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Phage therapy

Antibiotics have been so overused, not only in medicine but also to promote the growth of farm animals, that many bacterial diseases are becoming resistant to them. The fear is that we may be thrown back to the period before antibiotics, when diseases we now think minor were killers. One suggestion for a new way of attacking resistant bacteria has recently been reported to the annual meeting of the British Association for the Advancement of Science. It comes from a group in Tbilisi in Georgia, in the former Soviet Union, who have been researching viruses that kill bacteria. Such a virus is called a bacteriophage, usually shortened to phage. The full term comes from bacterium, plus the Greek phagein, to eat. So a phage is an eater, and phage therapy puts phage viruses to work inside the body to destroy the disease-causing bacteria. Because any given phage only attacks a single bacterium, and has no effect on human cells, it promises to be a highly targeted therapy. It’s likely to be a slow-acting cure, and we’ve a long way to go before it becomes common, if it ever does. However, it has recently been reported that a Canadian woman has been cured of a antibiotic-resistant bacterial infection by a form of phage therapy.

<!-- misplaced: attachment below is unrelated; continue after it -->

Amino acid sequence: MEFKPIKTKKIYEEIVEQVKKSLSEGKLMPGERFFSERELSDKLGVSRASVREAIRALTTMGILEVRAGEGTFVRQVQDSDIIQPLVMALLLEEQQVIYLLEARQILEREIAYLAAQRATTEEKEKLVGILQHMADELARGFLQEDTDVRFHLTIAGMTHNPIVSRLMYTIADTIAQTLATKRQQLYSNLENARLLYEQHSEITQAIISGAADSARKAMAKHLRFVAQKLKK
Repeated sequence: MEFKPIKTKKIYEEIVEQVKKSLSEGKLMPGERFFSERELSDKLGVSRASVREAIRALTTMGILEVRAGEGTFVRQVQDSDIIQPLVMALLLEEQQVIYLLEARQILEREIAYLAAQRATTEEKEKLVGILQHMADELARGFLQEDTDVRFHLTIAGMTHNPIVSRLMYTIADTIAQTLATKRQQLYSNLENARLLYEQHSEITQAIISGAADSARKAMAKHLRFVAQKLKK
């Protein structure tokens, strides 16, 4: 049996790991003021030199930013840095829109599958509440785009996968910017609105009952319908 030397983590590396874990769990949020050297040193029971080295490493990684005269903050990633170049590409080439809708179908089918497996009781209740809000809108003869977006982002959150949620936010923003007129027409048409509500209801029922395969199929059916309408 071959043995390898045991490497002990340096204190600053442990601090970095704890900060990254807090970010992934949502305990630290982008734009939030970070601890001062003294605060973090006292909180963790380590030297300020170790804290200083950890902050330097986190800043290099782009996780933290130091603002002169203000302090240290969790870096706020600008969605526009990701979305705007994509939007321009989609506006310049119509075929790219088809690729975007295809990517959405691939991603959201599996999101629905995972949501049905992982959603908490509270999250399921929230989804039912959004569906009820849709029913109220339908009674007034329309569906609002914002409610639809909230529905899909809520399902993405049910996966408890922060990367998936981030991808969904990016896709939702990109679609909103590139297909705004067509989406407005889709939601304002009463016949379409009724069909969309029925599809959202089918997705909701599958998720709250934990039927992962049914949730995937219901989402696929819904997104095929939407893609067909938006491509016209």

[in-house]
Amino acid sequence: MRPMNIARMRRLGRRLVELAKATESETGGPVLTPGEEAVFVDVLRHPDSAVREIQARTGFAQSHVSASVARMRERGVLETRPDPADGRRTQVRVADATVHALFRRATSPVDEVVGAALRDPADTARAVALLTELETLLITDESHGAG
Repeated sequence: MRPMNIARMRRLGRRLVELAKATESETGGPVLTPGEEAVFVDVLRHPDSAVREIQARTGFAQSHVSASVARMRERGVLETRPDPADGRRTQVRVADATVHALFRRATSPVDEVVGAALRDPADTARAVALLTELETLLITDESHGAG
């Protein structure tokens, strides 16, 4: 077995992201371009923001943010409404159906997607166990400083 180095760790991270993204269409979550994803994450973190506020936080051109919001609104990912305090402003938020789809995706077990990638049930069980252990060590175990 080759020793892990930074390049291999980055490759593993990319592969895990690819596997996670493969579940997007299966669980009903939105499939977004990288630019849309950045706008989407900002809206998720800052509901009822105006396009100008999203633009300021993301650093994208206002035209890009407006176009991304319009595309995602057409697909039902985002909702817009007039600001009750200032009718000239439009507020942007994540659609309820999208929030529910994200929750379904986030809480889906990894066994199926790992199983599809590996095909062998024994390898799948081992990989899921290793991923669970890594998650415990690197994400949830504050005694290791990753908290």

Phage therapy isn’t the only alternative to antibiotics, but it has great promise.

Independent on Sunday, Sep. 1999

Scientists say the success of “phage therapy” ... could represent an important step in the war against multi-resistant bacteria.

Daily Telegraph, Sep. 1999

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Copyright © Michael Quinion, 1996–. All rights reserved.
Page created 2 Oct. 1999

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The English language is forever changing. New words appear; old ones fall out of use or alter their meanings. World Wide Words tries to record at least a part of this shifting wordscape by featuring new words, word histories, words in the news, and the curiosities of native English speech.

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Last modified: 2 October 1999.